Senators Express Dismay Over VA’s Sudden Budget Shortfall

The shortfall relates to the Veterans Choice Program, which allows veterans to seek private care in some situations. The shortfall relates to the Veterans Choice Program, which allows veterans to seek private care in some situations. Ross D. Franklin/AP file photo

A group of senators has expressed disappointment and confusion with the Veterans Affairs Department for its lack of clarity on the budget for one of its key programs. VA said it had plenty of money to carry the program into the next fiscal year just weeks before requesting an emergency infusion of cash.

The department has put Congress in “yet another precarious situation of the VA’s own making,” Sens. John McCain, R-Ariz.; Jerry Moran, R-Kan.; Thom Tillis, R-N.C.; and Dean Heller, R-Nev., wrote in a letter to Secretary David Shulkin on Wednesday. Shulkin had told Congress the Veterans Choice Program had $1.1 billion left from the original $10 billion total Congress authorized in 2014, which he said would last into fiscal 2018. The Choice Program was scheduled to sunset in August, but President Trump in April signed a bill to eliminate that end date.

Shulkin has since gone back to Congress to inform it more veterans had signed up for Choice to receive health care outside VA facilities than the department had anticipated, leaving the program short on funding. The secretary has asked lawmakers for supplemental funding -- through reprogramming authority -- so the program does not run out of money before October.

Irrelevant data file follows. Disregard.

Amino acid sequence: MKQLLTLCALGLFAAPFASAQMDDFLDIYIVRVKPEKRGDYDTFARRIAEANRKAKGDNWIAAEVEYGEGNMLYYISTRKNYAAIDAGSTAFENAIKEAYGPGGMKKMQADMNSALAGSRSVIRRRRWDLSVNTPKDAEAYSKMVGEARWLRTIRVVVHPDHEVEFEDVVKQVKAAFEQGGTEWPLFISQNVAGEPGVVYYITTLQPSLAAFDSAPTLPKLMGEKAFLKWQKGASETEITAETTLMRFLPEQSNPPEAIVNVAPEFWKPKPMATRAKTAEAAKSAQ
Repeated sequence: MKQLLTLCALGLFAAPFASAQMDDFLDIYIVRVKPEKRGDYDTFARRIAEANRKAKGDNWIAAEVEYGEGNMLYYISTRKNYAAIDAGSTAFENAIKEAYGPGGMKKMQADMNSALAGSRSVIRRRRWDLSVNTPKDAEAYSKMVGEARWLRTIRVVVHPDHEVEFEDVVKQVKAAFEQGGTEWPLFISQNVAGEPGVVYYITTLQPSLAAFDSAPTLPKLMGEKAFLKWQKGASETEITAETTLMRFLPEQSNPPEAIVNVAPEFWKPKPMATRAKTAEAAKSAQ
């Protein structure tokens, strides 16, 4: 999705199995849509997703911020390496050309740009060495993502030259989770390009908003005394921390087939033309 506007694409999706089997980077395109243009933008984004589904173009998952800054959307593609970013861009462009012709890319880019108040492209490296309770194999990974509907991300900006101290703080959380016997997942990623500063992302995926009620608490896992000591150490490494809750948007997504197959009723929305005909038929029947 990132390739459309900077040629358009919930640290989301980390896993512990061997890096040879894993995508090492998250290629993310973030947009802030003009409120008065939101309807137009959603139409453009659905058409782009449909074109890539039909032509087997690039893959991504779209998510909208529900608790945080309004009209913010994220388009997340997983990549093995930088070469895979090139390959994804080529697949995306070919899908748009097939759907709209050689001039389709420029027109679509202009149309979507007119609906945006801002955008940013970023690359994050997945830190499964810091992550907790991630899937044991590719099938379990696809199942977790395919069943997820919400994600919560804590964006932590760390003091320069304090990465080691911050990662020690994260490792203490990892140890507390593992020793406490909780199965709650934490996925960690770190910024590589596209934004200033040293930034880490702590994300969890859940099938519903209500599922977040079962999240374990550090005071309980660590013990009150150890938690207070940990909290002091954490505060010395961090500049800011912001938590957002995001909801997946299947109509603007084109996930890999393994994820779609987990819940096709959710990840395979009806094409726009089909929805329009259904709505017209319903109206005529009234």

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VA is asking for a “bail out to address the fiscal year 2017 shortfall or the VA will remove access to care for veterans under the Veterans Choice Program,” the senators wrote in their letter. They demanded a “detailed and thorough explanation” of what VA will need in fiscal 2017 as well as “how VA will keep the Veterans Choice Program up and running into fiscal year 2018.” They faulted the department for already “hastily and carelessly” deciding to cut off certain services. 

The senators derided VA for demonstrating it cannot “accurately forecast the cost of care,” and requested details on how the department is improving its budgeting processes. They asked whether VA has sufficient funding in other accounts it can transfer for support of Choice, or if it instead needs an emergency spending surge.

At a hearing last week, Shulkin conceded their budgeting for the program was "not a science."

"It's an art," the secretary said, "and we're having difficulty with that once again." 

A spokesman for the department said it had received the senators' letter and "will respond directly to them." 

The Choice Program allows veterans more than 40 miles from a VA facility, who require services unavailable at a VA facility or who faced a wait of more than 30 days, to receive private care. Proponents of increased choice for veterans have complained of low usage rates and a recent Government Accountability Office report found a sample of those who did use the program still faced an average of 24-day waits to have their requests for private care referrals approved and an additional 14 days to receive an appointment.

The bill that extended the program aimed to more quickly reimburse private sector providers and share medical records with them.

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